Saturday Soup

On this day in 2010 Toyota Motor Corporation agreed to pay the US government $32.4 million in additional fines to settle an investigation into its handling of two recalls at the heart of its safety crisis. The latest settlement, on top of a $16.4 million fine Toyota paid earlier in a related investigation, brought the total penalties levied on the company to $48.8 million.

I believe that many Americans are what I call “self-hating Americans.” They think the grass is greener elsewhere. Inherent in that view for many of these people is the incorrect belief that American cars are inferior to those made elsewhere. These are people for whom the facts don’t intrude into their views.

For the last five years, for example, Buick and Chevrolet have ranked in the top 5 or so in the JD Power Vehicle Dependability Study (VDS). This is a more meaningful survey than the JD Power Initial Quality Report. The VDS surveys thousands of car owners about their three-year old vehicles (the 2019 study is about model year 2016 cars/trucks) and tabulates the number of reported problems. Here are the results from 2015-2019 for Buick and Chevrolet:


Buick Chevrolet
2015 2nd 9th
2016 3rd 5th
2017 4th 7th
2018 3rd 6th
2019 5th 4th


By the way, the historical fact presented in this post is not a knock at Toyota. That make has finished 3rd or 4th in the JD Power VDS every year except one since 2015 (a 9th-place finish in 2018).

For the vast majority of people, facts that run contrary to their a priori beliefs are ignored. However, as Huxley wrote, “Facts do not cease to exist because they are ignored.” I could write the somewhat vulgar, yet often-repeated, remark about opinions being like a certain part of the human anatomy in that (almost) everyone has one and almost all of them stink, but I would never do that.

Not that my life experiences are representative of everyone’s or constitute a significant sample, but I have owned vehicles manufactured in the US, in Japan, in Germany and in South Korea. The least reliable car I ever owned was a product of the supposedly superior Germans.

To honor Buick here is a picture from Hemmings of a beautiful 1965 Buick Riviera GS, a car that appeared in my Ultimate Garage 2.0:


See the source image


I would really like to own one of these as a companion to my 2016 Corvette Z06, but they are too expensive for my budget and, of course, do not represent the product of a defunct American make. Of course, if/when I actually pull the trigger who knows what I might buy?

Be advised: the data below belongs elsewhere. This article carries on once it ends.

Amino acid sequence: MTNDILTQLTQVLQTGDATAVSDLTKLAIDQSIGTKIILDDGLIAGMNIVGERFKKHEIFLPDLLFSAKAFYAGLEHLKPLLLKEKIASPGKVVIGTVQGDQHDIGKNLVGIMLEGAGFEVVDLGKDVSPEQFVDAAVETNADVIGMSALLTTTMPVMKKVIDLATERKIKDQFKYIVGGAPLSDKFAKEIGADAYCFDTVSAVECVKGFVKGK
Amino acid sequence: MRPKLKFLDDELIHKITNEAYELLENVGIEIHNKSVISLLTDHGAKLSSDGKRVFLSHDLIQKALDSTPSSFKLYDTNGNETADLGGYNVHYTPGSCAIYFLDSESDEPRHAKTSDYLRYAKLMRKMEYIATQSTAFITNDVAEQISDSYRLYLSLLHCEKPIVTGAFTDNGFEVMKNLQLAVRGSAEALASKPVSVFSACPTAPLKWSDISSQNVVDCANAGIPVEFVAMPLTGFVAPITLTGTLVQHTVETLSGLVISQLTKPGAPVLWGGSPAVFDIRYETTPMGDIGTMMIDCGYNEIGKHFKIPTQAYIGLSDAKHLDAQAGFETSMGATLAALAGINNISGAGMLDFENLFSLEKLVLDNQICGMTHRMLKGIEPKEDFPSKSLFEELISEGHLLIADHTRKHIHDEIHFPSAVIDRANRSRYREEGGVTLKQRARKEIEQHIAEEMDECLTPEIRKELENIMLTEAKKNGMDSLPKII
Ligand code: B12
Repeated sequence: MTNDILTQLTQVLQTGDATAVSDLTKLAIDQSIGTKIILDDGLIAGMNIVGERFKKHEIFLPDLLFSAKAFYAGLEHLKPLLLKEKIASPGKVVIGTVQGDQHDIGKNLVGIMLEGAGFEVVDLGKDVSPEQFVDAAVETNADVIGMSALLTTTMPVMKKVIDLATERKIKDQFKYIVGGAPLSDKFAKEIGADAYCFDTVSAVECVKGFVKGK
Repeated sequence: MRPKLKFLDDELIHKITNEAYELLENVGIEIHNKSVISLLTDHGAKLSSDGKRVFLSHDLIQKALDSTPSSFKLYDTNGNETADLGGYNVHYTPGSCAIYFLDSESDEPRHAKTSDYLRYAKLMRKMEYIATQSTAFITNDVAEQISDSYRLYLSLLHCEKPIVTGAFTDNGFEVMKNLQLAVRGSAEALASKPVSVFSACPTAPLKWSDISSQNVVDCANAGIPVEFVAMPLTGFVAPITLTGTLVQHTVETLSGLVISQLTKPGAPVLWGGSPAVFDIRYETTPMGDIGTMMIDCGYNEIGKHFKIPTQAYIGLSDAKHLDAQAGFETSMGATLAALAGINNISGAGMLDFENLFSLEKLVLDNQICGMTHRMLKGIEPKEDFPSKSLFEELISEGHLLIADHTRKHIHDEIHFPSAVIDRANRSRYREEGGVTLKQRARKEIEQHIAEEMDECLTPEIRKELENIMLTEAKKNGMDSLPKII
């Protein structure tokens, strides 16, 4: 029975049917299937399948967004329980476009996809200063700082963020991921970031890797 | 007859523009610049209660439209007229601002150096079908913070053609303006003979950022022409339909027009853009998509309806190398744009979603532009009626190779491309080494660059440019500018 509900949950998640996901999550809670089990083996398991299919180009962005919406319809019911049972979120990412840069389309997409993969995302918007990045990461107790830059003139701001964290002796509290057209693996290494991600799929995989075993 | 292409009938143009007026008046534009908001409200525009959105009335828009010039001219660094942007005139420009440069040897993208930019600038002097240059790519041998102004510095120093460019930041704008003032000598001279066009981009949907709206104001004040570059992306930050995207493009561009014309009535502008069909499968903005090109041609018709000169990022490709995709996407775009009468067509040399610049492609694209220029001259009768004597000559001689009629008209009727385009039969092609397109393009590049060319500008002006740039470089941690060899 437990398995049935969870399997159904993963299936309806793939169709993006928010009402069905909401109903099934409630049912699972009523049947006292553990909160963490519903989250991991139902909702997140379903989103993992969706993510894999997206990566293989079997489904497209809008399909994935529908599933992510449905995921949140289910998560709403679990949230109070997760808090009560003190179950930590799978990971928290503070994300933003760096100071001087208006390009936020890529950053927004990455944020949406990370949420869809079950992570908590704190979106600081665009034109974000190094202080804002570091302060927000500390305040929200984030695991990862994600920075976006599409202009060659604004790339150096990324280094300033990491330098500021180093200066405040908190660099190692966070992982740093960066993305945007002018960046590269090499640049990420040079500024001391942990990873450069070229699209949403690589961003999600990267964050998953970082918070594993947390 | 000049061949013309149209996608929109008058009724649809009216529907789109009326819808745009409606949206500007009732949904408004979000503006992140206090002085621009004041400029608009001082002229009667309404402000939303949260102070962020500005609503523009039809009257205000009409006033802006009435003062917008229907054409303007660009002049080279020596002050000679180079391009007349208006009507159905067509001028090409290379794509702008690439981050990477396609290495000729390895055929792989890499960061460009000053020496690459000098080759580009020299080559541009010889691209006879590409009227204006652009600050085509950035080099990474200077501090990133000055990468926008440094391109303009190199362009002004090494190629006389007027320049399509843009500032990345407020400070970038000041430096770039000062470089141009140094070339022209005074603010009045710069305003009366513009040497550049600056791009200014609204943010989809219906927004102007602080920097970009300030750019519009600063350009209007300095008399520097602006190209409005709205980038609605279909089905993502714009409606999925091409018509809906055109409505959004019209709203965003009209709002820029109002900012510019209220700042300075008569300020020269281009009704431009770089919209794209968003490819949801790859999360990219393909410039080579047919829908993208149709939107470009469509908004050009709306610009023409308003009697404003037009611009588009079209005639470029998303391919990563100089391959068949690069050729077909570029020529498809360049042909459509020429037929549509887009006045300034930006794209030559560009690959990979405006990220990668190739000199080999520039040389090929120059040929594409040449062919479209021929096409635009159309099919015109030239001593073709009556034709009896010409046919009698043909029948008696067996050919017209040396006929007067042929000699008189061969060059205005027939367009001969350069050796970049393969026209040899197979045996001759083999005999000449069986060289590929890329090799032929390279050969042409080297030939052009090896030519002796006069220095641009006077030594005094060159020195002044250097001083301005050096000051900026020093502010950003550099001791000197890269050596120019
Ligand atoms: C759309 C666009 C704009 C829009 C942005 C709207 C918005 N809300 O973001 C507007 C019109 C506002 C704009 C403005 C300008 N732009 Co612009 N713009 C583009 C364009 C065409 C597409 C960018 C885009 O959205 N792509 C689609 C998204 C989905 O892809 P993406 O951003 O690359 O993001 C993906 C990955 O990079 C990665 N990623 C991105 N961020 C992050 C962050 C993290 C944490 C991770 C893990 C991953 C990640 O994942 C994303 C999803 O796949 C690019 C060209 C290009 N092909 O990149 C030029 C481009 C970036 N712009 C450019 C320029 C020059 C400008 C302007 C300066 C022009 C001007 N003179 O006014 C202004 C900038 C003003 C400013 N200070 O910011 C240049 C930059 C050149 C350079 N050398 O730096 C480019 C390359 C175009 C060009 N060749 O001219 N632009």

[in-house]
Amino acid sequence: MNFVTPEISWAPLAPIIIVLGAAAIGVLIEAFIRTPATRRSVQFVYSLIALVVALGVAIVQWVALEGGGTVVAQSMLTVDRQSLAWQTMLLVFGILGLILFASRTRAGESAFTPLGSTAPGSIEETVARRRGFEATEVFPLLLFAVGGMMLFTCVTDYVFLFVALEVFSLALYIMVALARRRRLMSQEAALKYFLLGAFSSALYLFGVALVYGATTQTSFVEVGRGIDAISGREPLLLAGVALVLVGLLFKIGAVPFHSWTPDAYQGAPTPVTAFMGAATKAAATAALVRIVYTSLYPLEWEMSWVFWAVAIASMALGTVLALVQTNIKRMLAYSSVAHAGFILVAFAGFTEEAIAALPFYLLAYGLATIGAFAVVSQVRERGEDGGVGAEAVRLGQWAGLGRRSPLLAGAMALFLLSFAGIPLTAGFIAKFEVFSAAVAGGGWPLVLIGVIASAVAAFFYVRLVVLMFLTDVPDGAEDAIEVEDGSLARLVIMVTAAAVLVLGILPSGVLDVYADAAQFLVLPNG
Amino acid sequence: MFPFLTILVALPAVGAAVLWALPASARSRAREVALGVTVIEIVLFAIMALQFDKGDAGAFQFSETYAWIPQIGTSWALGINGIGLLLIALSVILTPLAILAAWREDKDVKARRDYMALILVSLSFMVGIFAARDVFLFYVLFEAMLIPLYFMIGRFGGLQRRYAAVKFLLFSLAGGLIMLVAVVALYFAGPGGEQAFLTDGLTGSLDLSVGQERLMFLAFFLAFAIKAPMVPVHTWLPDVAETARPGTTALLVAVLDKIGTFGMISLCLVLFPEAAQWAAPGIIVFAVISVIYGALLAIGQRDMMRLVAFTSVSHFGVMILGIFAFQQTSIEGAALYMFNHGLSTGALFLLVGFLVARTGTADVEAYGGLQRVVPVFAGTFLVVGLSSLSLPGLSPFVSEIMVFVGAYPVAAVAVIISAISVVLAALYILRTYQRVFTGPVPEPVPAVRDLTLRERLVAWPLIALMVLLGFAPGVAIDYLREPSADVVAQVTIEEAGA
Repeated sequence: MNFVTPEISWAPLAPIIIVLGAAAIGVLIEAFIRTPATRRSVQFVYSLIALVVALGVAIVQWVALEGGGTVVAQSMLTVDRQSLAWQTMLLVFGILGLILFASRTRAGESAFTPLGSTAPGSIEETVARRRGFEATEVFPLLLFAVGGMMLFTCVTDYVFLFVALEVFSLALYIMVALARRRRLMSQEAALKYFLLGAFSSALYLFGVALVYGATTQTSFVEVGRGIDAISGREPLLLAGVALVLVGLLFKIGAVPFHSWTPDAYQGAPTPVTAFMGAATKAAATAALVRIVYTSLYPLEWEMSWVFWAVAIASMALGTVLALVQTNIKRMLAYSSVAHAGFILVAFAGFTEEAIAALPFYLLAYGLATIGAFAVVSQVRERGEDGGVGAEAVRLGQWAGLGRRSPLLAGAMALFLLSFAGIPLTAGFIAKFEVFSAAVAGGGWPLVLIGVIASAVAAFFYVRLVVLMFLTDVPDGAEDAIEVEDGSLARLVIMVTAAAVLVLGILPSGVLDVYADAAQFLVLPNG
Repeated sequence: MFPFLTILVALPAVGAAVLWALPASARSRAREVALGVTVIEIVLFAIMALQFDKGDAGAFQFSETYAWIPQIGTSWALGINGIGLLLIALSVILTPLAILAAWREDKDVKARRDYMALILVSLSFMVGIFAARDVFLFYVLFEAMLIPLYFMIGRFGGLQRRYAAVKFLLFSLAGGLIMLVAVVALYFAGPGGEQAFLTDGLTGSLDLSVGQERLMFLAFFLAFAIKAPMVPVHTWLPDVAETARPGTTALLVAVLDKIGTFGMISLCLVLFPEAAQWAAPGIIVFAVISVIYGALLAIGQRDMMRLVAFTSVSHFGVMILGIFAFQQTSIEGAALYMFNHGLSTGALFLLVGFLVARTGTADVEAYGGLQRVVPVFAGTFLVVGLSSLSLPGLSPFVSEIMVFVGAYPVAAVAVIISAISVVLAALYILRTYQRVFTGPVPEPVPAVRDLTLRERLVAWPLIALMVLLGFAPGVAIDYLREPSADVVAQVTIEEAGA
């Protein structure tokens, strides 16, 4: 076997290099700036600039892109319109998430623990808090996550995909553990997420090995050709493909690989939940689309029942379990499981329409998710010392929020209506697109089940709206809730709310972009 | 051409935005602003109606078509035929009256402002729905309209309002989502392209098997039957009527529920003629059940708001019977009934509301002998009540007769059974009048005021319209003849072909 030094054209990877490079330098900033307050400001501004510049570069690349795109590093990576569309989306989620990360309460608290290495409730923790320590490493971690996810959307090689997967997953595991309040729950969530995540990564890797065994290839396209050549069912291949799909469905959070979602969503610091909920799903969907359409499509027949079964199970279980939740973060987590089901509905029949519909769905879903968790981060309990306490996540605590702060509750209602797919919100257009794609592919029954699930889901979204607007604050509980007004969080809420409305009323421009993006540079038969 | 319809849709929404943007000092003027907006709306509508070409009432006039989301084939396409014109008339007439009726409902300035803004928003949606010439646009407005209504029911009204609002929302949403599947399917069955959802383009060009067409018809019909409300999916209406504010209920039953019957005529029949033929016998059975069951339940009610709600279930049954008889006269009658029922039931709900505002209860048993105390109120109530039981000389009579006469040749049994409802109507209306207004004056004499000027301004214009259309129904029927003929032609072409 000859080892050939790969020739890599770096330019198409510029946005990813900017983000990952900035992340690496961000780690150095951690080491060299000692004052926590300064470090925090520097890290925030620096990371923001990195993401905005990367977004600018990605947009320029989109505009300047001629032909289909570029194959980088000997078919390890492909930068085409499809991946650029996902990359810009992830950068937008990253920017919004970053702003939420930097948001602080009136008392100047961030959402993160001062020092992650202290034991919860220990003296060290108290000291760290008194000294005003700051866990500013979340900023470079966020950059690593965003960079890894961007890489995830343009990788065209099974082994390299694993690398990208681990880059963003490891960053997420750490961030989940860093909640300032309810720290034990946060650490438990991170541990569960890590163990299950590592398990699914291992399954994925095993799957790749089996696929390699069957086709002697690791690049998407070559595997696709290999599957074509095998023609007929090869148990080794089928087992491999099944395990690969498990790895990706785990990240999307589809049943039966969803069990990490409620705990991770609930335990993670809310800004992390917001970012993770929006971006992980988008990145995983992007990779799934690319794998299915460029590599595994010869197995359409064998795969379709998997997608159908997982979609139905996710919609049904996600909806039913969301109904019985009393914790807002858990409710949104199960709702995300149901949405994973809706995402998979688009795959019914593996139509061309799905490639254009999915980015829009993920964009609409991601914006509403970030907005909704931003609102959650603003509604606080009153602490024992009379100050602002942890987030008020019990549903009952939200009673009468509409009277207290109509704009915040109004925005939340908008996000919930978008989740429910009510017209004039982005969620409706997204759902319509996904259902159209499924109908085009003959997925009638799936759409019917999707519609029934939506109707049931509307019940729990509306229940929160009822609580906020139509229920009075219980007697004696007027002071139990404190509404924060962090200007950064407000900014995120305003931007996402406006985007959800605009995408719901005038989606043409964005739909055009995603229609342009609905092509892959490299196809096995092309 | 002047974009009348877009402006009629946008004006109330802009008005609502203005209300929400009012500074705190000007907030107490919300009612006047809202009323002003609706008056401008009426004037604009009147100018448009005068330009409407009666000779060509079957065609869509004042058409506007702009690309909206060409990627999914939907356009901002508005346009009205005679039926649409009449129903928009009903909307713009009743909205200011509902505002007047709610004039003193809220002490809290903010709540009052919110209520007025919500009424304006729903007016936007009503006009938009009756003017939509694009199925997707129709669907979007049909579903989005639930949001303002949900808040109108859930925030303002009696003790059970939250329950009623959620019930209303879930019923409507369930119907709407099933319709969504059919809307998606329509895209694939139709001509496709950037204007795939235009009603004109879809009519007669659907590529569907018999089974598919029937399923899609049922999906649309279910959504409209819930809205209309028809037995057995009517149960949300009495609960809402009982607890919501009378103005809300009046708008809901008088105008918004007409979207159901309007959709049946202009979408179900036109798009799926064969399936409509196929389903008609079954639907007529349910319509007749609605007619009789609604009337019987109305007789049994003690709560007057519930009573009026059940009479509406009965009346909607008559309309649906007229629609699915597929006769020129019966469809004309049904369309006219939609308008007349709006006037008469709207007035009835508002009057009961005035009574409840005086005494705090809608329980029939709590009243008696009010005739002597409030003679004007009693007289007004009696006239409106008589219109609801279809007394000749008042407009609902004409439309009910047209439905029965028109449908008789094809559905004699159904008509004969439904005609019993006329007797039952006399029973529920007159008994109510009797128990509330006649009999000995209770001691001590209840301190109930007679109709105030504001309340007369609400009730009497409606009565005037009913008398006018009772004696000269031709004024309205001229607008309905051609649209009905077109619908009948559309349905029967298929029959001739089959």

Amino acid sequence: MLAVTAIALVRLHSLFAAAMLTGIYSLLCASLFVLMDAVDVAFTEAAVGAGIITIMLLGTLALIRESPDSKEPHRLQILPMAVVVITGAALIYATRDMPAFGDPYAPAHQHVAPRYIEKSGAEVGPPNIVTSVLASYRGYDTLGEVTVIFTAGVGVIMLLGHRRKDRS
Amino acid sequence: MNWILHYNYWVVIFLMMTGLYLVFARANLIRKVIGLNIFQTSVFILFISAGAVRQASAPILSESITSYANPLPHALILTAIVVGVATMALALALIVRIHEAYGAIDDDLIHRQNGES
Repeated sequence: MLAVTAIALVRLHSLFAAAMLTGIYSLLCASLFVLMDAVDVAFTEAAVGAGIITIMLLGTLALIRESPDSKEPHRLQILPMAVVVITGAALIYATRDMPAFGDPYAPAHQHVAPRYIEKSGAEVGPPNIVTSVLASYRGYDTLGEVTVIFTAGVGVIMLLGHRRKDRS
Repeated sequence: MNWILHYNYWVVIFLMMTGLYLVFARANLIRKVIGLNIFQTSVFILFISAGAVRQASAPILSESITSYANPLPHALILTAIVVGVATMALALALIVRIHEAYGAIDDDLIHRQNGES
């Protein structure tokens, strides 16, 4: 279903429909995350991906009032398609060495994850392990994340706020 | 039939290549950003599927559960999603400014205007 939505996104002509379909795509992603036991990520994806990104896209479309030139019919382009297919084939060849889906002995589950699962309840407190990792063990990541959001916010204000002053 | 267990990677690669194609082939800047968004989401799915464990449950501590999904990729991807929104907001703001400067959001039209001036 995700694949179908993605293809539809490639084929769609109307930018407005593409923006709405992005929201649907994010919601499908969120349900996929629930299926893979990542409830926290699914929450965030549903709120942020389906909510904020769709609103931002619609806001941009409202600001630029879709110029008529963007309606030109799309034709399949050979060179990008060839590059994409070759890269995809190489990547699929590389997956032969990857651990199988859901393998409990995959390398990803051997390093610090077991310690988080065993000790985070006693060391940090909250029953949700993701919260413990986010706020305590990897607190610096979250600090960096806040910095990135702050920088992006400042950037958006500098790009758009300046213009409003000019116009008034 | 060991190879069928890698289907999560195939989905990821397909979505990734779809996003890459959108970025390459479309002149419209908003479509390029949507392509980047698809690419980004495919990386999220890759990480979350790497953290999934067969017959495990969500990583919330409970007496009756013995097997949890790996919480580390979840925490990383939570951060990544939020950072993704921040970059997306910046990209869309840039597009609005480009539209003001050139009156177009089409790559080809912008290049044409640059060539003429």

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Ultimate Garage 2.0: Car Number Three

“If you prick us, do we not bleed? If you tickle us, do we not laugh? If you poison us, do we not die? And if you wrong us, shall we not revenge?”

– Shakespeare


Since I may not post tomorrow as is my wont I wanted to bring these facts to the readers’ attention:

Today is the 499th day that Disaffected Musings has existed.

This post you’re reading is post #449.

I have written about 185,000 words in this blog.


Car number three in Ultimate Garage 2.0:


See the source image

See the source image


The top photo is from eBay, the bottom from

The 1965 Buick Riviera GS is a no-brainer for Ultimate Garage 2.0. Actually, I wouldn’t have to have the Gran Sport. Actually, I wouldn’t have to have a ’65, any first-generation Riviera would probably suffice. However, since this is supposed to be an “Ultimate” endeavor I might as well aim for the top.

In one of the few instances where form defeats function for me I prefer the 1965 Riviera over the ’63 and ’64 primarily because of the hidden headlights. From standard catalog of® American Cars, 1946-1975 by John Gunnell: “The Riviera was a new sports/luxury model for 1963, only issued in a stunning sport coupe body style. From the front fenders, whose leading edges were vertical grilles, to the razor-edged rear contours, the Riviera looked both elegant and fast.”

Bill Mitchell, head of GM styling at this time, was inspired by a custom-bodied Rolls-Royce he saw in England. Ned Nickles drew the car under the auspices of Mitchell. For the three model years of the first-generation Buick produced 112,544 Rivieras.

The 1965 Gran Sport was powered by a 425 cubic-inch/7-liter V8 with two four-barrel carburetors that produced 360 HP/465 LB-FT of torque. (Buick engines were known for their torque during this period. The engines were often named for their torque, and not HP, output.) It also had a larger diameter exhaust than the standard Riviera and a limited-slip differential. Only 9.7% of 1965 Rivieras were Gran Sports, 3,354 of 34,586.

According to Hagerty the average value for a 1965 Riviera Gran Sport is about $52,000. At the Mecum auction in Louisville in 2018 one example hammered for $65,000 meaning the buyer paid $71,500 all in.

If I were limited to just five or six cars in my Ultimate Garage, the ’65 Riviera GS would easily make the list.

Any thoughts?






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